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Let’s Fix Work Episode 63

This week I welcome Lindsey Pollak to the Let’s Fix Work lounge. Lindsey is a multigenerational workplace expert, keynote speaker, and author of the book, The Remix. She is one of the earliest people to talk about the Strauss-Howe Generational Theory. She does not like generational shaming or stereotypes. I just love Lindsey and we have a super fun show in store for you today.

In this episode, we talk about how five generations are working in the workforce right now. Plus, we talk in-depth about how we can take the best from all five generations, learn from one another and actually have some fun in the world of work. So if you’d like to hear two Gen Xers being a little nostalgic and talking about work, you’re going to love this episode of Let’s Fix Work.

In this episode, you’ll hear:

  1. What inspired Lindsey to write her book, The Remix
  2. “Rules” of the workspace, one size fits none philosophy and the “solution” for workspaces
  3. Current trends in the workforce, including personalization and transparency
  4. Some assumptions made about today’s workforce, like everyone wants to work from home
  5. What we are missing from work in today’s society
  6. Shaming and blaming of generations, and re-entering the workforce after some time

Resources from this episode:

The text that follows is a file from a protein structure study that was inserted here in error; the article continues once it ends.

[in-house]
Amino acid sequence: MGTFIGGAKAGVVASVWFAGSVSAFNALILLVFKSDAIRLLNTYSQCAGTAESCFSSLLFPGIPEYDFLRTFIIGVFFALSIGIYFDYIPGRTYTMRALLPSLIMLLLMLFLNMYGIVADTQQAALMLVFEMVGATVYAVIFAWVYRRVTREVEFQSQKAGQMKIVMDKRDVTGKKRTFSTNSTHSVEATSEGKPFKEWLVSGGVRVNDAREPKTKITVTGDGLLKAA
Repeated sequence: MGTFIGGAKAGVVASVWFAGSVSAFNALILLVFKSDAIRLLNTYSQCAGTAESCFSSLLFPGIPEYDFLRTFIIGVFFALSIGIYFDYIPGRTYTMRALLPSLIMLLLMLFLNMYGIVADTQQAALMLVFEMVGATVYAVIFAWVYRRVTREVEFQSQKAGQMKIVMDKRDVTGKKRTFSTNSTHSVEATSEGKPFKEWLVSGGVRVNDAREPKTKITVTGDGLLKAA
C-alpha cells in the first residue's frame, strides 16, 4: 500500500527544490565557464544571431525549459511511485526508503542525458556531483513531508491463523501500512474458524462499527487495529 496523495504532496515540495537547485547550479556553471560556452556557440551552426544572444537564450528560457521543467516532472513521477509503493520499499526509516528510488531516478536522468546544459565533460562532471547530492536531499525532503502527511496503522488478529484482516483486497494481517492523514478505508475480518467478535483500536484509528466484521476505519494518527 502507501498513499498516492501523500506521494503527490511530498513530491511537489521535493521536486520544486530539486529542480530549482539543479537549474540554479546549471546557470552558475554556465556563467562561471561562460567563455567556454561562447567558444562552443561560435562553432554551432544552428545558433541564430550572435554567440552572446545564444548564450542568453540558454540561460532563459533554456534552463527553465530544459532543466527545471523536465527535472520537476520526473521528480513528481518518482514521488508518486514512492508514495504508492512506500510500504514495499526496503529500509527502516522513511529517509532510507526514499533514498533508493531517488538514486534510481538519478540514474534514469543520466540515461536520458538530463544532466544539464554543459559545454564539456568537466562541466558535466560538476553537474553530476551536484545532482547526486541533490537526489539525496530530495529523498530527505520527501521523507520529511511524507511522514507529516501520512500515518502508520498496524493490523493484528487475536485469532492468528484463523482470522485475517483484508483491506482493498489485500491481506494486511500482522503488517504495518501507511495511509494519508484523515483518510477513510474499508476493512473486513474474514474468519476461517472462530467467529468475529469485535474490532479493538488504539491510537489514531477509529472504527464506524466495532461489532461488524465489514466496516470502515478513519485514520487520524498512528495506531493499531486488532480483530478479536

Thanks to our sponsor: Namely.com/podcast

Lindsey’s website

The Remix

Drop This Beat: Lindsey Pollak Is Remixing The Workplace

One Response to Multigenerational Workplace Expert Lindsey Pollak
  1. William Lasseter

    What a great interview. Your speaker’s point about the shaming of generations is spot on. I have worked with young people for over twenty years and each “wave” of boys and girls as they have graduated and become young men and women has endured this sort of calumny. It isn’t their fault, nor are they any more lazy, self-centered, or myopic then was my own generation thirty years ago. They still want to do well, strive to improve themselves, are talented in certain areas and eager to please. The only thing I see is that they are scared – every generation for the last twenty years is scared. It seems the job of those who have gone before is not to criticize and blame but to encourage and guide, reassuring those upcoming freshmen that we’ve been through it and they can get through it too. Thanks for the insight.